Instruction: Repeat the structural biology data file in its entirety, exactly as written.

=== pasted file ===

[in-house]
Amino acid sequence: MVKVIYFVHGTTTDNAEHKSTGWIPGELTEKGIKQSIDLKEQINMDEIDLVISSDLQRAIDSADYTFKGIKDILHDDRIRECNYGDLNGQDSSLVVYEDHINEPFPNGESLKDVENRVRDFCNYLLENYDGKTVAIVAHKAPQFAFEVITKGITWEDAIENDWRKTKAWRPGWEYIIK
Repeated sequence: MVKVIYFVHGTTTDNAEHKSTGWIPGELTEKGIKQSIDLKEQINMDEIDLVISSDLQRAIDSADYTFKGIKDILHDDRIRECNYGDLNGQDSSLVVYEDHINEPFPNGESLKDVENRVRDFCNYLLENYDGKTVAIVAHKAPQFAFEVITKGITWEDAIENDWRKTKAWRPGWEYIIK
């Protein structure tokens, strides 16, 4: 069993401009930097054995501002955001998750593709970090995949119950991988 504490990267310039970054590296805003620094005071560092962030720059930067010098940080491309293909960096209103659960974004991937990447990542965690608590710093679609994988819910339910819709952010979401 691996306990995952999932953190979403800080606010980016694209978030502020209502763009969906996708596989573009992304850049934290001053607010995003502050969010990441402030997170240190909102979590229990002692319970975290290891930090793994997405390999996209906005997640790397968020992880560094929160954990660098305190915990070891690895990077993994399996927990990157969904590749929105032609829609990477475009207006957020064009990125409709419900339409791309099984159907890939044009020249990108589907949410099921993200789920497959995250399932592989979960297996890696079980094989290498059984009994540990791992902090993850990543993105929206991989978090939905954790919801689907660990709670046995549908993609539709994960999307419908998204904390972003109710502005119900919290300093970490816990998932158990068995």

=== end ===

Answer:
[in-house]
Amino acid sequence: MVKVIYFVHGTTTDNAEHKSTGWIPGELTEKGIKQSIDLKEQINMDEIDLVISSDLQRAIDSADYTFKGIKDILHDDRIRECNYGDLNGQDSSLVVYEDHINEPFPNGESLKDVENRVRDFCNYLLENYDGKTVAIVAHKAPQFAFEVITKGITWEDAIENDWRKTKAWRPGWEYIIK
Repeated sequence: MVKVIYFVHGTTTDNAEHKSTGWIPGELTEKGIKQSIDLKEQINMDEIDLVISSDLQRAIDSADYTFKGIKDILHDDRIRECNYGDLNGQDSSLVVYEDHINEPFPNGESLKDVENRVRDFCNYLLENYDGKTVAIVAHKAPQFAFEVITKGITWEDAIENDWRKTKAWRPGWEYIIK
């Protein structure tokens, strides 16, 4: 069993401009930097054995501002955001998750593709970090995949119950991988 504490990267310039970054590296805003620094005071560092962030720059930067010098940080491309293909960096209103659960974004991937990447990542965690608590710093679609994988819910339910819709952010979401 691996306990995952999932953190979403800080606010980016694209978030502020209502763009969906996708596989573009992304850049934290001053607010995003502050969010990441402030997170240190909102979590229990002692319970975290290891930090793994997405390999996209906005997640790397968020992880560094929160954990660098305190915990070891690895990077993994399996927990990157969904590749929105032609829609990477475009207006957020064009990125409709419900339409791309099984159907890939044009020249990108589907949410099921993200789920497959995250399932592989979960297996890696079980094989290498059984009994540990791992902090993850990543993105929206991989978090939905954790919801689907660990709670046995549908993609539709994960999307419908998204904390972003109710502005119900919290300093970490816990998932158990068995």